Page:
For the past two classes, we’ve been working on the leg lasso guard and sweep. I’ve been discovering that this setup and sweep is a universe unto itself. While I’ve yet to find anything as comforting and dominant as the simple closed guard, these fancy variations of the open guard offer the playfulness and satisfaction our bodies are looking for when it comes to training. Honestly, if I could revolve my game around the world of the open guard and the shoulder roll, I think I’d be a happy man. It’s just so fun.
I haven’t been able to find any precise videos that cover exactly what we’re doing in class. It’s a shame, because it’s good stuff. It’s so obvious, yet so hidden down in the depths of the game. When you train the lasso guard, I think it’s common to say, “Why haven’t I ever seen that before? The position is as clear as day.” And it’s fluid too. The guard allows your body to move the way it’s supposed to with not all that much effort. What I’m finding though is that the initial setup is the most difficult. If you’re rolling with someone with limited experience, these types of guards are easily attainable, but if you’re up against someone who’s been around for a while, you’ll most likely get stuffed. Thursday night, I had trouble getting the basic closed guard. I mean, I’ve never had to fight so hard for that position.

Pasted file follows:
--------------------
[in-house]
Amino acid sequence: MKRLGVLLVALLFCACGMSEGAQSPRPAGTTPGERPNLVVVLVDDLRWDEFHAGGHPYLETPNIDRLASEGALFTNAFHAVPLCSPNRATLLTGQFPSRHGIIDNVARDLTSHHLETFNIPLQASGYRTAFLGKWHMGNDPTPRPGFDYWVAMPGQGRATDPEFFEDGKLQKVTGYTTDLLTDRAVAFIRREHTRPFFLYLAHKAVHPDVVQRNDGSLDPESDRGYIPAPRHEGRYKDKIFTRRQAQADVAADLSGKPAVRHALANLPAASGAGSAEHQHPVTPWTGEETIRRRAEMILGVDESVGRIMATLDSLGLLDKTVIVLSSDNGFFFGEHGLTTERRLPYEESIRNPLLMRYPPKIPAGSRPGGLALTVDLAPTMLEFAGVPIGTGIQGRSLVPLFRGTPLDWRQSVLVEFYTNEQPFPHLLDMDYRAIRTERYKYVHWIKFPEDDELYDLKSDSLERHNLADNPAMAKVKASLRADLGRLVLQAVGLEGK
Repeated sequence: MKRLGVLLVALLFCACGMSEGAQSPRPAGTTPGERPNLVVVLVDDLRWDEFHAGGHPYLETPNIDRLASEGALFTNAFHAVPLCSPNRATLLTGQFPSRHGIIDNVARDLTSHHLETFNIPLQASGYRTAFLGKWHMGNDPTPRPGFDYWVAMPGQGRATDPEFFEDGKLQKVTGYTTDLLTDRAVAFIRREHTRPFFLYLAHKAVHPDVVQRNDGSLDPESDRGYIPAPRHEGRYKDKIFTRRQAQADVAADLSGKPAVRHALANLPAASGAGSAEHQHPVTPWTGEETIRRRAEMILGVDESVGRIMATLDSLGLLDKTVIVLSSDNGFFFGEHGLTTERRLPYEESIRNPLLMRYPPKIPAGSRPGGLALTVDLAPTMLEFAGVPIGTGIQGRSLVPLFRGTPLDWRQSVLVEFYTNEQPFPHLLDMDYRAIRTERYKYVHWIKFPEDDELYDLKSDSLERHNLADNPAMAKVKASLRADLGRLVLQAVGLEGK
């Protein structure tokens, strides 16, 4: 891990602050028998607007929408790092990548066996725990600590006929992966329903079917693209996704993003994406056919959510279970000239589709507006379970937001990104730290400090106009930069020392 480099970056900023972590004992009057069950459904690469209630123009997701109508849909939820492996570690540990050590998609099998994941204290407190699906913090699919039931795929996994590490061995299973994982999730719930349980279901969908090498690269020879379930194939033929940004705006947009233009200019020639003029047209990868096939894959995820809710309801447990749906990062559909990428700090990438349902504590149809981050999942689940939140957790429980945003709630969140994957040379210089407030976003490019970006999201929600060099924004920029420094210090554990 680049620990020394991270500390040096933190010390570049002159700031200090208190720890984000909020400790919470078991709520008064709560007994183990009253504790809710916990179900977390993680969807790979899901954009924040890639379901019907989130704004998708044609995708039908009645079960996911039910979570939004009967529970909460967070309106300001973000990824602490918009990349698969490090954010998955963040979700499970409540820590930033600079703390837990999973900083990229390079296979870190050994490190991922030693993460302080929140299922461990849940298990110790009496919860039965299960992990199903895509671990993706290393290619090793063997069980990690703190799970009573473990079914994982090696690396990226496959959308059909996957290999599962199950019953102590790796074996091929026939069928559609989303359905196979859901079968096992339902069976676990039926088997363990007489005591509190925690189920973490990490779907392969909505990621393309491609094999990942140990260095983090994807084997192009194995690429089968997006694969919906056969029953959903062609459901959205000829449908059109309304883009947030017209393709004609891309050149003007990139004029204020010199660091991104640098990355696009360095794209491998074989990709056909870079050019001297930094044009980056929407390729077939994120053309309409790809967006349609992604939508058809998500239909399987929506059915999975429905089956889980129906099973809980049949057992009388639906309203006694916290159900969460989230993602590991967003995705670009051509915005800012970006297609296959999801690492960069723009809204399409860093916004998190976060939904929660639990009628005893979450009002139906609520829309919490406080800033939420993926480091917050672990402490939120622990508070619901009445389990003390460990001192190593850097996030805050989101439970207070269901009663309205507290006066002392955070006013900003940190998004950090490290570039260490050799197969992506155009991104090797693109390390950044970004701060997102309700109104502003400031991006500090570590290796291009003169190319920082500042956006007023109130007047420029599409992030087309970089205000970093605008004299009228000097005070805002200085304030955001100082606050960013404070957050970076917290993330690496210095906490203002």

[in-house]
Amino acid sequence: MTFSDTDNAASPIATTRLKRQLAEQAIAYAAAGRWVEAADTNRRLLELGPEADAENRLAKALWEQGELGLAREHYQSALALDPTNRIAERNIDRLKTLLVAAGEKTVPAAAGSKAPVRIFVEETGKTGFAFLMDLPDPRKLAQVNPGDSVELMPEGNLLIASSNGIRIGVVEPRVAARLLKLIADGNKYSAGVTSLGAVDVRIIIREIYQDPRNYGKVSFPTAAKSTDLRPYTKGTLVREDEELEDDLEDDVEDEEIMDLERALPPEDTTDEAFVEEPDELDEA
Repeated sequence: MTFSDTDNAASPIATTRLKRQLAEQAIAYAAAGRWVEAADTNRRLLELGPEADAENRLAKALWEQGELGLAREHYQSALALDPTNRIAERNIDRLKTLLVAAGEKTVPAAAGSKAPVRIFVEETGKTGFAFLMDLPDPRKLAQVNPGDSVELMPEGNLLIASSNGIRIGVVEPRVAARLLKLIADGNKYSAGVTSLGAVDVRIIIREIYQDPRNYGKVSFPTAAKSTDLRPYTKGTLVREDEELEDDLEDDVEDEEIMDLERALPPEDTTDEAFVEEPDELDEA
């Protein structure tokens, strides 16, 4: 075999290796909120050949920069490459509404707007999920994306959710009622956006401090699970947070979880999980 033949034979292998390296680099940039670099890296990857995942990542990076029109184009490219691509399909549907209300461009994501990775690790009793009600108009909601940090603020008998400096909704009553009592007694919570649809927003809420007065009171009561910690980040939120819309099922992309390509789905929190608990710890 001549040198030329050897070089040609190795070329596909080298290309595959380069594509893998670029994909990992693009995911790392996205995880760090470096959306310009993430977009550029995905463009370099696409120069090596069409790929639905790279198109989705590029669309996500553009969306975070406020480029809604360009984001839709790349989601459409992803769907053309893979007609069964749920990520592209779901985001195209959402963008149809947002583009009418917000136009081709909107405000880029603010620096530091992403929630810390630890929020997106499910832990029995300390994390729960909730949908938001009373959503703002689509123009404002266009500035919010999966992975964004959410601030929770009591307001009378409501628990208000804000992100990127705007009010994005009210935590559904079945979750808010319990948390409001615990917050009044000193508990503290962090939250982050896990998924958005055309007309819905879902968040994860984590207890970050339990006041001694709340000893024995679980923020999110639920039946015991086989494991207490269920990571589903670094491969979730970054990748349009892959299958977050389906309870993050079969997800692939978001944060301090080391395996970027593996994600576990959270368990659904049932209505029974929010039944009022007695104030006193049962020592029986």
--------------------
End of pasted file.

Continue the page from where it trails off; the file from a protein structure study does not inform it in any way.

I’m not the kind of guy who likes to sit still, so I’ve already been researching a few ways to deal with the lasso after it’s been thrown on me. My instinct is to sit tight, look at where I am, look at what my opponent needs to complete the sweep and then take away those tools. That’s what I generally do and in this case, my instinct was fairly accurate. I found a good video of the Mendes Bros going over how to pass this guard. What I like about these guys is how they (while not specifically stated in this video) stay low and maintain their base. This is the type of sweep that requires getting your opponent off balance and while passing it, base becomes critical.